Pest Controller Amazed By 5000-Strong-Insect Wasp Nest Covering A Bed

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A farmer sprays pesticide in a rice paddy field near Subang, Indonesia's West Java province, May 27, 2014. Asia's governments are scrambling to head off the potential impact of a weather phenomenon that in the past has driven food prices to levels that sparked social unrest. They are aiming to reduce the impact of the so-called El Nino, a weather pattern that can bring drought to Australia, Southeast Asia and India. Reuters

According to Sky News, a 5,000-insect-strong wasp nest that was covering a bed had to be tackled by a pest controller, who has said that it was the most unusual job of his 45-year career. 

The wasps had taken over the bed of a five bedroom home in Hampshire after entering through a small window that went undetected by the owner of the house. The wasps managed to build a nest measuring 3 feet in width and 1 feet in depth.

John Birkett of Longwood Services exterminators told The Independent that the owner had asked him to save a knitted quilt that held sentimental value on which the wasps had built their nest over. When he tried to pull the quilt from under the nest, the wasps burst out like an explosion and he said it was not possible to notice how many of them were there but it is believed that such a large nest usually holds about 5,000 of them.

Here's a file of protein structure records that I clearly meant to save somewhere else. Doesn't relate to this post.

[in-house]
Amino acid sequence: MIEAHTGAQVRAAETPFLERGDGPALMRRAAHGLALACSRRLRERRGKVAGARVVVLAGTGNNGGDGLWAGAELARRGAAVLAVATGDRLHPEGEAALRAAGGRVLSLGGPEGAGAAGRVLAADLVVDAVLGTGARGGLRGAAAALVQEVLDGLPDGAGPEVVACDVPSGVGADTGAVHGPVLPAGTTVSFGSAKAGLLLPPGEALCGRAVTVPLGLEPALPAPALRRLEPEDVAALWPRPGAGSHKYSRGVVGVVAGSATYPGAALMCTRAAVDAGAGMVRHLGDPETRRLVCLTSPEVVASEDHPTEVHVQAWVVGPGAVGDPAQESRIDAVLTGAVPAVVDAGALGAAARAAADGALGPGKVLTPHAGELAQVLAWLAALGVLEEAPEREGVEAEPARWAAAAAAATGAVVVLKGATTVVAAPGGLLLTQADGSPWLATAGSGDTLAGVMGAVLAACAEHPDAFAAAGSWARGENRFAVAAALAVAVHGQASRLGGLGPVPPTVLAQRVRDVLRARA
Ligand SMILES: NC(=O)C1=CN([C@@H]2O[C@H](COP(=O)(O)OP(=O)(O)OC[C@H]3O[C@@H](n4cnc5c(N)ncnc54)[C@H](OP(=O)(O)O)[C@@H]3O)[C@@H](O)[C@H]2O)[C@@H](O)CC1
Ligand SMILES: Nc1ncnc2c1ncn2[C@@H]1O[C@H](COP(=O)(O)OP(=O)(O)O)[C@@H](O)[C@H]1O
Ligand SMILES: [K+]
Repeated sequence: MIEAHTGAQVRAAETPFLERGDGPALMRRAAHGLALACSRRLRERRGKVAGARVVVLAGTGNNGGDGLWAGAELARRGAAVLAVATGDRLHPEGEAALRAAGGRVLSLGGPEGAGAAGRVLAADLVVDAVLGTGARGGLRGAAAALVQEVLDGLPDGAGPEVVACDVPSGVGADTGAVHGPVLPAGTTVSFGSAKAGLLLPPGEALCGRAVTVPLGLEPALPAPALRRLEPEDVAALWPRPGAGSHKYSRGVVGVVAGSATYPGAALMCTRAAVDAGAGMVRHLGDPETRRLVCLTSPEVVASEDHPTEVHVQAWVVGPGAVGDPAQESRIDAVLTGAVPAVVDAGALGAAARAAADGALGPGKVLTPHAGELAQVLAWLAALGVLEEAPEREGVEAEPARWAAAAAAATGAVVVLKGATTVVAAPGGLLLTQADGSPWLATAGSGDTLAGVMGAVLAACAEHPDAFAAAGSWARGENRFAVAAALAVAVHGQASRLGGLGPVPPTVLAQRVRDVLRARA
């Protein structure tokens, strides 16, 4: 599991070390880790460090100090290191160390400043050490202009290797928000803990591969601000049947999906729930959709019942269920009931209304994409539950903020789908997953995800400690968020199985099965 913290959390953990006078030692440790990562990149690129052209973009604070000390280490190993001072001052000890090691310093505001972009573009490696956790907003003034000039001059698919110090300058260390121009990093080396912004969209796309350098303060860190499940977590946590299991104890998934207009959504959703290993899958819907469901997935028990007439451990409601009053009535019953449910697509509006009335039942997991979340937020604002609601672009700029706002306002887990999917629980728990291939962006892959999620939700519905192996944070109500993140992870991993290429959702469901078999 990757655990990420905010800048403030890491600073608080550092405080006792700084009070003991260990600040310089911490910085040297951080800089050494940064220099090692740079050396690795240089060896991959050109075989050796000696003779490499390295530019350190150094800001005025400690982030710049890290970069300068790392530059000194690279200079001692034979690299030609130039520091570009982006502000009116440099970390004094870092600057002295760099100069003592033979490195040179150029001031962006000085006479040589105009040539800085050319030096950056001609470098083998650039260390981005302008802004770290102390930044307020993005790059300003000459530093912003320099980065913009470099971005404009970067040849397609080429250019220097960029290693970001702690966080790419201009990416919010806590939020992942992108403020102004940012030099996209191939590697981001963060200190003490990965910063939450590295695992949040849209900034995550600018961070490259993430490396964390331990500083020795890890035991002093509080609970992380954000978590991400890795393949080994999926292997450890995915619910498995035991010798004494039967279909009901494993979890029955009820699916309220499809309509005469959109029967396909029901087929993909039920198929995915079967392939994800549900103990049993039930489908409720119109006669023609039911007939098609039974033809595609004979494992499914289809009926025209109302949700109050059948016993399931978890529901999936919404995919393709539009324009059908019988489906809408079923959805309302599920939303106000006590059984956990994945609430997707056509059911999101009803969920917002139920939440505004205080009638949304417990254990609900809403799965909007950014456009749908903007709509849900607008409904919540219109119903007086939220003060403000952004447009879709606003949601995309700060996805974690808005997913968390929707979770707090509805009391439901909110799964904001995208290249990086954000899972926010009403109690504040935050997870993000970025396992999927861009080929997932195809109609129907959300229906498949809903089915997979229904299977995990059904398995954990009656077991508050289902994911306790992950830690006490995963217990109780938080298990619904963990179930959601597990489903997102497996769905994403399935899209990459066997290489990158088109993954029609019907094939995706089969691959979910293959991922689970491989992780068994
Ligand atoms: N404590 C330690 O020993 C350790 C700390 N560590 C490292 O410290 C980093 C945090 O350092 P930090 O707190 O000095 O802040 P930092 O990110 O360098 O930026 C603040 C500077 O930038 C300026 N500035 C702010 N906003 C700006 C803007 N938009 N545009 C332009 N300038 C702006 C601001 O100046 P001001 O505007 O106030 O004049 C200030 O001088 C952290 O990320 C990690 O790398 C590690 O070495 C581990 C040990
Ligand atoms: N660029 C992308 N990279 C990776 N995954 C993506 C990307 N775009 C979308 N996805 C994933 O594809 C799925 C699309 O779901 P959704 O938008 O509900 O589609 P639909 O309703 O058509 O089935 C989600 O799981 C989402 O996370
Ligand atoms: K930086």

He estimated that the nest held about 5,000 wasps, thousands of grubs and 500 young queens. 

Mr. Birkett said that he had dealt with rats, bed bugs and 'homes one would not want to live in' but this encounter with the wasps in St. Cross was one of the most unusual in his career. He was surprised when he saw the nest and his client was terrified. 

He explained that he could not leave the door open much as then the wasps would enter other parts of the house. He was dressed in protective clothing and his weapon was the insect spray and he spent hours fumigating the room as the wasps made attempts to sting him. Within an hour, he was able to bring the situation under control.

His next step was to break the nest into pieces which is when he found that the insects had chewed the mattress as well as the bed pillars.

He exclaimed that the nest was the most wonderful piece of art and that he had mixed feelings about killing the nests but he went ahead as they were pests.

The nests are made of paper-like substance that the wasps produce by chewing wood and making it into a pulp that they hold together with the help of their saliva.

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